x Abu Dhabi, UAEThursday 18 January 2018

Mistakes may cost Lewis Hamilton more championship chances

Lewis Hamilton's mistake in Singapore was another misjudgement and it has to stop or it will cost him championships in the future.

Lewis Hamilton was to blame for his collision with Felipe Massa in Singapore.
Lewis Hamilton was to blame for his collision with Felipe Massa in Singapore.

Lewis Hamilton has to take a long hard look at himself.

He once again made a silly mistake, and it not only spoiled his race in Singapore, but it also ruined Felipe Massa's as well. By touching the back of Massa's Ferrari with his front wing, he punctured the right rear tyre.

The Brazilian had every right to be angry with him after the race, especially considering he had been the victim of another reckless move from Hamilton in Monaco in May.

Yes, Hamilton drove well after the pit-stop to change his damaged front wing and the drive-through penalty he received for the incident, but he should have finished higher than fifth. Being over ambitious cost him dearly.

It was another misjudgement from the Briton and it has to stop.

There was never going to be enough room for him go down the outside of Massa in his McLaren-Mercedes as they braked at the end of the long straight. Hamilton should have backed out of it but, instead, he stayed wide, judged his braking point incorrectly and hit the rear of Massa's car. It was a maneouvure which ruined any chance either of them had of making the podium.

If this was just a one-off then you would say it was a simple driver error, these things happen, and you would move on.

But this is about the fifth or sixth major mistake that he has made this season and it is becoming a real concern.

It must be frustrating for Hamilton, because it is frustrating for me watching him at the moment. I am sure his supporters across the world feel the same way.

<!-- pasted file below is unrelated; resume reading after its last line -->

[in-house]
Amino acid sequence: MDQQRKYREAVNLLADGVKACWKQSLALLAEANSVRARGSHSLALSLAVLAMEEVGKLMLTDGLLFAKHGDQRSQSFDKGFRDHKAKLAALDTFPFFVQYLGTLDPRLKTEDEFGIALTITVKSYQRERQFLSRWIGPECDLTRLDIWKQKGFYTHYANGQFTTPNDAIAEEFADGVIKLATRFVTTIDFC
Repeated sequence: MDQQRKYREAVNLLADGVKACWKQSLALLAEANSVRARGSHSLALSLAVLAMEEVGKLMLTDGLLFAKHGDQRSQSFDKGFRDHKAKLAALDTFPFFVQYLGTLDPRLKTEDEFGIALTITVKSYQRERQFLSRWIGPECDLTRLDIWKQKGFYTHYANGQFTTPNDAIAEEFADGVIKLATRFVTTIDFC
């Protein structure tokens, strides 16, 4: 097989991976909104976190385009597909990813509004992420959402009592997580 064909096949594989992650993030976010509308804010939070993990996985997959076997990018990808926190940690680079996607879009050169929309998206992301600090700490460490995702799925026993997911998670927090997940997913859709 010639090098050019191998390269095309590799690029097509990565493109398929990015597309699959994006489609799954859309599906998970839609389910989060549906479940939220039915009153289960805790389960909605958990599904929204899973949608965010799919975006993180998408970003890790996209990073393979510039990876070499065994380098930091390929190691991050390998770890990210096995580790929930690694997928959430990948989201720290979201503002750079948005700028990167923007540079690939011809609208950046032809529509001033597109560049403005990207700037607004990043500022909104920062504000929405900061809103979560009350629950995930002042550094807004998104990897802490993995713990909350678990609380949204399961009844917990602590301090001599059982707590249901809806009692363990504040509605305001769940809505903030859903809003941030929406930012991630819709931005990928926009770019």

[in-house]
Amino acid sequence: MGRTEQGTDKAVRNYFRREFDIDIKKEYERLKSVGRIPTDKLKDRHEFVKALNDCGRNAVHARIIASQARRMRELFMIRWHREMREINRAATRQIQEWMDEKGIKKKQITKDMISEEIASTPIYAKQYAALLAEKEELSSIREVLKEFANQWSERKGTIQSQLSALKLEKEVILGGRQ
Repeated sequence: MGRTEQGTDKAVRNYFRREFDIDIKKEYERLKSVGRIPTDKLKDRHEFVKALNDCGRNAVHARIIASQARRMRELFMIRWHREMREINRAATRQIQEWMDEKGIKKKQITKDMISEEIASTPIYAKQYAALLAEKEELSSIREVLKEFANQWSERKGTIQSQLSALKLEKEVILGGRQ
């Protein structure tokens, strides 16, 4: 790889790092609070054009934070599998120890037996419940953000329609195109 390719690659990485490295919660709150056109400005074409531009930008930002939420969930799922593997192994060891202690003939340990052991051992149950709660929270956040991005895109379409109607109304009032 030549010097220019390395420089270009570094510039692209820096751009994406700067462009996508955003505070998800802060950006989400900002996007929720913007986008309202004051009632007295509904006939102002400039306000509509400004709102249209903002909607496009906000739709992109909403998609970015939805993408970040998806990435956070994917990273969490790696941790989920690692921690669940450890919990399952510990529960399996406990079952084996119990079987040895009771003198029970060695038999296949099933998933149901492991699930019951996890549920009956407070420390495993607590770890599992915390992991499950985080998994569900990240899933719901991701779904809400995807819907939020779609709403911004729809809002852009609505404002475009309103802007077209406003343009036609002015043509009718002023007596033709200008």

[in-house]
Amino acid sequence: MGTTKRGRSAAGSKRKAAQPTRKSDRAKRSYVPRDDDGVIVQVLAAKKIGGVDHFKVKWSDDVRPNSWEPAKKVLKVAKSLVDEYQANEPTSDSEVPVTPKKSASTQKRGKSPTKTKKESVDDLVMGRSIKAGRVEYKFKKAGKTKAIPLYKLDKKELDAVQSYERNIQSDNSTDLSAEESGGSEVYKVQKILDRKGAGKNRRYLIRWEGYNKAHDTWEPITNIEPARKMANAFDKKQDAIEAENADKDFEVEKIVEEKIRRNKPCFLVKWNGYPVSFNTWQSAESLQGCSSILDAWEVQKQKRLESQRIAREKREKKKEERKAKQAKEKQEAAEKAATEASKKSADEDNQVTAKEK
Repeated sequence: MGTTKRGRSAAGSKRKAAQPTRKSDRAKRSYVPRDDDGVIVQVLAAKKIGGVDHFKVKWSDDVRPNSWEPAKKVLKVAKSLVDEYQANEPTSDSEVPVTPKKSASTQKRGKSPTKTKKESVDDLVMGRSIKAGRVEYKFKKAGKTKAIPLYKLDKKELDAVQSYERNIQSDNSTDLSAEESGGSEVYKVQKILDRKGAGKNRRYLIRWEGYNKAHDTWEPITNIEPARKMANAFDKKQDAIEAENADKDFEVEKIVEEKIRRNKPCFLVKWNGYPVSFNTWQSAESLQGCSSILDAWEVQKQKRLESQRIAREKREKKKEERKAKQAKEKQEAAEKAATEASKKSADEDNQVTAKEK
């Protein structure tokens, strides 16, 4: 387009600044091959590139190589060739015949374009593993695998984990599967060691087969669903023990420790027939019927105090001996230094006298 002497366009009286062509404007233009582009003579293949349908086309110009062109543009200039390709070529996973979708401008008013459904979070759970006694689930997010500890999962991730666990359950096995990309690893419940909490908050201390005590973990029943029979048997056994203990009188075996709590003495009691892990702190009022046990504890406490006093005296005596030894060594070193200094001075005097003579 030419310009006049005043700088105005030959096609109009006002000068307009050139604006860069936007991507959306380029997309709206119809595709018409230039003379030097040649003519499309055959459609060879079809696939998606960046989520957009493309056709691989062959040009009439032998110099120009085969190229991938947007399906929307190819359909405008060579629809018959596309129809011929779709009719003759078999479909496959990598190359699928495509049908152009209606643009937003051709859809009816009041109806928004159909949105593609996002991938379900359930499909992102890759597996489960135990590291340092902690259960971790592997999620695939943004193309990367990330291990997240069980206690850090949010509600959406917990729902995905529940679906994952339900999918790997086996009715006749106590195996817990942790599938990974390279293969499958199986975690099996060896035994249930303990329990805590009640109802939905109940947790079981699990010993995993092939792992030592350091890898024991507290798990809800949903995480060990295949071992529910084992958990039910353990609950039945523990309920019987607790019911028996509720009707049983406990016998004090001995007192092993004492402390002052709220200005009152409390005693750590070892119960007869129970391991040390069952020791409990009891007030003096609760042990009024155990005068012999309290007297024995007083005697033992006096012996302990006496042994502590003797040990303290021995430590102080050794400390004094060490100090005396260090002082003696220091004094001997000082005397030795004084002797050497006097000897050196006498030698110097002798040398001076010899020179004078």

I know he has said he is only in Formula One to win, and it must be difficult for someone as ambitious as Hamilton to watch Sebastian Vettel cruise to his second title at the age of 24. It wasn't so long ago Hamilton was the man of the moment after missing out on the championship by a point in his first year, and then winning it in his second season.

But overdriving your machinery and taking a lot of risks in an attempt to try keep pace with Vettel and Red Bull Racing is not the way to go about things.

It is not just about the fact he is not winning and is not in the contention for the championship this year that is bothering him.

The form of Jenson Button has rattled him. Button is arguably producing the best driving of his career, and he is outperforming Hamilton.

Hamilton has never had this situation before where he is getting regularly beaten by a teammate.

When he partnered Fernando Alonso in 2007 he was expected to play second fiddle but he surprised everyone by being on the pace immediately. It ended up being Alonso who was struggling to cope with the situation.

Now Hamilton is up against it with a teammate who is pushing him hard. Button has beaten him in the last four races.

Button is doing a good job because he keeps himself out of trouble, does not get involved in incidents with other drivers, and that allows him to fulfil his potential when it comes to results - something that Hamilton has not done this year. That is why he is behind his teammate in the drivers' standings.

There has been speculation where Hamilton's future lies but his options look limited.

I am sure McLaren would want to keep him, but their loyalty might start wavering if he keeps making such costly errors.

Hamilton will be glad when this season is over in November in Brazil. He needs to take a step back, look at the incidents he has been involved in and try to learn from them and move on. Otherwise he is danger of ending up with just one championship title to his name when his career is over. Which is something I know he is desperate to avoid.

Johnny Herbert is a former F1 driver with three career victories. His column is written with the assistance of staff writer, Graham Caygill